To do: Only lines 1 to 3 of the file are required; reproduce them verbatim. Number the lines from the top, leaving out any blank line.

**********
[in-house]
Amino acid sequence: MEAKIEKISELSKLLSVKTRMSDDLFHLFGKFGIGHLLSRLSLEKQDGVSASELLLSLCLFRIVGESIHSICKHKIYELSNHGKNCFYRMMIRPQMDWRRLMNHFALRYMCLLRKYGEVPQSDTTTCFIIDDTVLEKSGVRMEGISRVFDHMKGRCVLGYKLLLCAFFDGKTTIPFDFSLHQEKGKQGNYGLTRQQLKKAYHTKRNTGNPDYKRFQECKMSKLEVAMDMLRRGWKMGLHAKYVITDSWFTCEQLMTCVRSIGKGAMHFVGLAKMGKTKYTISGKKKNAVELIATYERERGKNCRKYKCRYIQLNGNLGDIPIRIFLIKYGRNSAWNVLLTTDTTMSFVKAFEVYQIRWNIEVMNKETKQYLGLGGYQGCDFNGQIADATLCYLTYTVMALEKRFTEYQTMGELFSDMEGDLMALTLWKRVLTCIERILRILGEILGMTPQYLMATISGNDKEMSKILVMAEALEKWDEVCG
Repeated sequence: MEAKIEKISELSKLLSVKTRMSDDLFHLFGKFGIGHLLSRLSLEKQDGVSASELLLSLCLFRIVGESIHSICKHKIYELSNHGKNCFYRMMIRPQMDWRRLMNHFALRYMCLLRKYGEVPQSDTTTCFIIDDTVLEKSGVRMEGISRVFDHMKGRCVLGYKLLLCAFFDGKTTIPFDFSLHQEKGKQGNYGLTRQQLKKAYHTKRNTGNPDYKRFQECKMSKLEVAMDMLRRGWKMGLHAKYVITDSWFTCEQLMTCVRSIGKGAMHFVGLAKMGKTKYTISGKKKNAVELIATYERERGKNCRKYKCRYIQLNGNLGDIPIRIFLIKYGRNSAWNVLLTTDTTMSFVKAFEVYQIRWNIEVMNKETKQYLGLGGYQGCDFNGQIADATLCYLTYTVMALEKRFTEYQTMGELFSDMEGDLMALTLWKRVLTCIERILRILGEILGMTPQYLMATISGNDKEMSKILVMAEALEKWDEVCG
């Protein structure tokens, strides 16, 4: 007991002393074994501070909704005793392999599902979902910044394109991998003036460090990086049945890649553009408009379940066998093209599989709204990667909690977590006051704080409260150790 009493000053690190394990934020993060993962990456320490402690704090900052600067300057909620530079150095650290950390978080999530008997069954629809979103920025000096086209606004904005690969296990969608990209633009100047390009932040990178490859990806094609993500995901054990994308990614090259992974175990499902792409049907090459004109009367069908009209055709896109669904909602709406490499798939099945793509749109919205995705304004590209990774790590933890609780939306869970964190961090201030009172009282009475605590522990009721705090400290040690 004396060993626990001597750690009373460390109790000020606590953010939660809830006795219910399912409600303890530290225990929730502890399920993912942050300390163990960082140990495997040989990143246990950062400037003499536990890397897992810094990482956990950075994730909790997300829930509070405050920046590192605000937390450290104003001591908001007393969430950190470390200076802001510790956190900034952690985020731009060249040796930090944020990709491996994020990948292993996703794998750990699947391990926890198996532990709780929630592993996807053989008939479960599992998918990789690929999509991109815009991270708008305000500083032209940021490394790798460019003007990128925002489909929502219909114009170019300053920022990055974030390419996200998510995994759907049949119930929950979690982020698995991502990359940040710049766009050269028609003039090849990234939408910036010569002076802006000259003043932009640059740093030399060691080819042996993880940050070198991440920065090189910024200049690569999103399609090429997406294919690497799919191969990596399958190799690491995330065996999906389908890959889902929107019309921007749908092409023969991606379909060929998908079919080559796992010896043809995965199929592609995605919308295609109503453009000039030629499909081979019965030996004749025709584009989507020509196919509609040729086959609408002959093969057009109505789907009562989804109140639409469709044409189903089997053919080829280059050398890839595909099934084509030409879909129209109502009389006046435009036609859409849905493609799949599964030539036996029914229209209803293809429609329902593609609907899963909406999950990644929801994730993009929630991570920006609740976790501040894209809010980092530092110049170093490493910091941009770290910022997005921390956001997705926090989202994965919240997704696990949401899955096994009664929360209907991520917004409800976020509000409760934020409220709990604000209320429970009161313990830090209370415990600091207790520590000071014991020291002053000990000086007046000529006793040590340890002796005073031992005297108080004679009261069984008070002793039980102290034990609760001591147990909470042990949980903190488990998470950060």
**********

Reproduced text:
[in-house]
Amino acid sequence: MEAKIEKISELSKLLSVKTRMSDDLFHLFGKFGIGHLLSRLSLEKQDGVSASELLLSLCLFRIVGESIHSICKHKIYELSNHGKNCFYRMMIRPQMDWRRLMNHFALRYMCLLRKYGEVPQSDTTTCFIIDDTVLEKSGVRMEGISRVFDHMKGRCVLGYKLLLCAFFDGKTTIPFDFSLHQEKGKQGNYGLTRQQLKKAYHTKRNTGNPDYKRFQECKMSKLEVAMDMLRRGWKMGLHAKYVITDSWFTCEQLMTCVRSIGKGAMHFVGLAKMGKTKYTISGKKKNAVELIATYERERGKNCRKYKCRYIQLNGNLGDIPIRIFLIKYGRNSAWNVLLTTDTTMSFVKAFEVYQIRWNIEVMNKETKQYLGLGGYQGCDFNGQIADATLCYLTYTVMALEKRFTEYQTMGELFSDMEGDLMALTLWKRVLTCIERILRILGEILGMTPQYLMATISGNDKEMSKILVMAEALEKWDEVCG
Repeated sequence: MEAKIEKISELSKLLSVKTRMSDDLFHLFGKFGIGHLLSRLSLEKQDGVSASELLLSLCLFRIVGESIHSICKHKIYELSNHGKNCFYRMMIRPQMDWRRLMNHFALRYMCLLRKYGEVPQSDTTTCFIIDDTVLEKSGVRMEGISRVFDHMKGRCVLGYKLLLCAFFDGKTTIPFDFSLHQEKGKQGNYGLTRQQLKKAYHTKRNTGNPDYKRFQECKMSKLEVAMDMLRRGWKMGLHAKYVITDSWFTCEQLMTCVRSIGKGAMHFVGLAKMGKTKYTISGKKKNAVELIATYERERGKNCRKYKCRYIQLNGNLGDIPIRIFLIKYGRNSAWNVLLTTDTTMSFVKAFEVYQIRWNIEVMNKETKQYLGLGGYQGCDFNGQIADATLCYLTYTVMALEKRFTEYQTMGELFSDMEGDLMALTLWKRVLTCIERILRILGEILGMTPQYLMATISGNDKEMSKILVMAEALEKWDEVCG